Nine campus chapters now connect our coaches to girls and boys who have few opportunities to play hard, get fit, and develop life skills like persistence and teamwork. On each campus, chapter members and their student leaders are coming up with terrific ideas about creating buzz for the program and inspiring their peers to join.
Highlights of Coaching Corps’ impact:
- About 19,000 girls and boys from low-income communities have spent a season or more with a Coaching Corps volunteer coach, focusing more on core skills and life skills than wins and losses. Over 1,800 Coaching Corps volunteers from 30 colleges have served over 60 after-school programs in the Bay Area, Los Angeles, San Diego, and Fresno. About half the volunteers are female, over 50 percent are people of color.
- Our coaches make a difference in kids’ health. Last year more than 41 percent of the children with one of our AmeriCorps coaches had a base-line fitness assessment of “High Risk,” signaling a cardio-vascular status with serious health consequences. At the end of the season, 71 percent of kids in the high-need group had improved by at least 10 percent. And 23 percent improved enough to score within the Healthy Fitness Zone.
- Kids aren’t the only ones who benefit from Coaching Corps: In a recent survey, 100 percent of the coaches say they would recommend the experience to friends, and 97 percent of our partner after-school organizations would recommend it.
Coaching Corps has taken on a life of its own, and it’s acting more like a national movement than an organization. A college student from Atlanta recently called us. He heard about Coaching Corps from a friend at UC Berkeley, and so he started a chapter at Emory University. This is one among many examples of contagious enthusiasm for Coaching Corps. The formula resonates with everyone: Excellent training + Committed and consistent adults as coaches and role models = Lasting change for kids in low-income communities who can’t wait to get in the game.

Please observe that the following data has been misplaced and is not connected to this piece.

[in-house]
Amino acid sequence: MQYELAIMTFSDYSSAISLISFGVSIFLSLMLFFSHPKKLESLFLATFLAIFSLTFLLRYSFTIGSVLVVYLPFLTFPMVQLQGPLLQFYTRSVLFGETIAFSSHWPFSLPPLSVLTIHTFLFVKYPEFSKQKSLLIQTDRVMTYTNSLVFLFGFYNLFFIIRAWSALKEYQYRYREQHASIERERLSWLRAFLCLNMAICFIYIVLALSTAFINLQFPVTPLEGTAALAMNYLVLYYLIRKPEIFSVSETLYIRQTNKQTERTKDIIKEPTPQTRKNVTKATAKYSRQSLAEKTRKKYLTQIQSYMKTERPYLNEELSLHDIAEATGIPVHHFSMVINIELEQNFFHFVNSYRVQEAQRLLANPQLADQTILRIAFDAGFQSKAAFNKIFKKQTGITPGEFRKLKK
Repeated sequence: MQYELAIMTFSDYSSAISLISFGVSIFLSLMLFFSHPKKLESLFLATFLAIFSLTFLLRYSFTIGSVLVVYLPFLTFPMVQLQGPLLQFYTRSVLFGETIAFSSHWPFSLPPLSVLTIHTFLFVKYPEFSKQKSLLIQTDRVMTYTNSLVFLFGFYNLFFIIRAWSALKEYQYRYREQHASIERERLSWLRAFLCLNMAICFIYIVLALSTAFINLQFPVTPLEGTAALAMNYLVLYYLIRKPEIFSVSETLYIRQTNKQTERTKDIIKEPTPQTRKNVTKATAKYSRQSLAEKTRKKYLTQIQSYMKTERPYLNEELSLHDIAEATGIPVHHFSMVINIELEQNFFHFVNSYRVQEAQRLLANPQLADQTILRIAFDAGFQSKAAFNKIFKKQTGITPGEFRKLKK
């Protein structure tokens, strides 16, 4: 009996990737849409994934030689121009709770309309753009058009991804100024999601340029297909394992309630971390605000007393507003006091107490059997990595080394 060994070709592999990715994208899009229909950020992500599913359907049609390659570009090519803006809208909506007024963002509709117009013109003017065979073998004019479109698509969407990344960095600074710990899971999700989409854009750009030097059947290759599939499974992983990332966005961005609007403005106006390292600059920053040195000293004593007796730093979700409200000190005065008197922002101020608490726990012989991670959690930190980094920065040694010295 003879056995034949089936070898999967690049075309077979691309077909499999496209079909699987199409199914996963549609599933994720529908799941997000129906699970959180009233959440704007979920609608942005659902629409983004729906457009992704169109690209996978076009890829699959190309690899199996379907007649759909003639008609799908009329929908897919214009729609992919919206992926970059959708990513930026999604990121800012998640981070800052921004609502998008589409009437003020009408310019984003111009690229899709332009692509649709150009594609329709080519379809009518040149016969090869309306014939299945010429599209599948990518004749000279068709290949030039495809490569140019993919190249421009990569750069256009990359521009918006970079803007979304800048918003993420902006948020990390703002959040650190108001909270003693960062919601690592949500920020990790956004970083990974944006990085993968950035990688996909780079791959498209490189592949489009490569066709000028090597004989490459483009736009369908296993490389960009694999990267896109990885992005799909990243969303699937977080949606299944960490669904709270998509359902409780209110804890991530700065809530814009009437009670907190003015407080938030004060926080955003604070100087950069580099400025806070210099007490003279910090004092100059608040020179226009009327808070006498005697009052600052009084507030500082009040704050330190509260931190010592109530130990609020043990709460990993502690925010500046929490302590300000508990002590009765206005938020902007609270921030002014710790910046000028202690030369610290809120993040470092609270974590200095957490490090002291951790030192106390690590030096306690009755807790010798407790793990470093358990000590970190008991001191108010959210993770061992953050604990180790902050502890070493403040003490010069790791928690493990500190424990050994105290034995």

It will take more than an organization or institutional ideology to address the health, educational and social crisis children in underserved and under-resourced communities are facing. Rather, it will take a movement; a corps of committed individuals across the country being a voice for the children, giving up their Saturdays and evenings to serve them as coaches and mentors, being committed enough to advocate for policies that reduce educational and economic disparities between kids based on where they grew up, recruiting their friends to join the movement and a network of like-minded individuals operating in concert to ensure that all kids, regardless of demographics, race or income have the opportunity to be physically active, have access to a caring and trained coach as a role-model and teacher and gain benefits like team work, confidence and academic success that playing sports provides.
This is our vision for Coaching Corps. This is the journey we have embarked on. We hope you will walk it with us as we shape a new future for our children; one where they are all healthy, fit and ready to learn.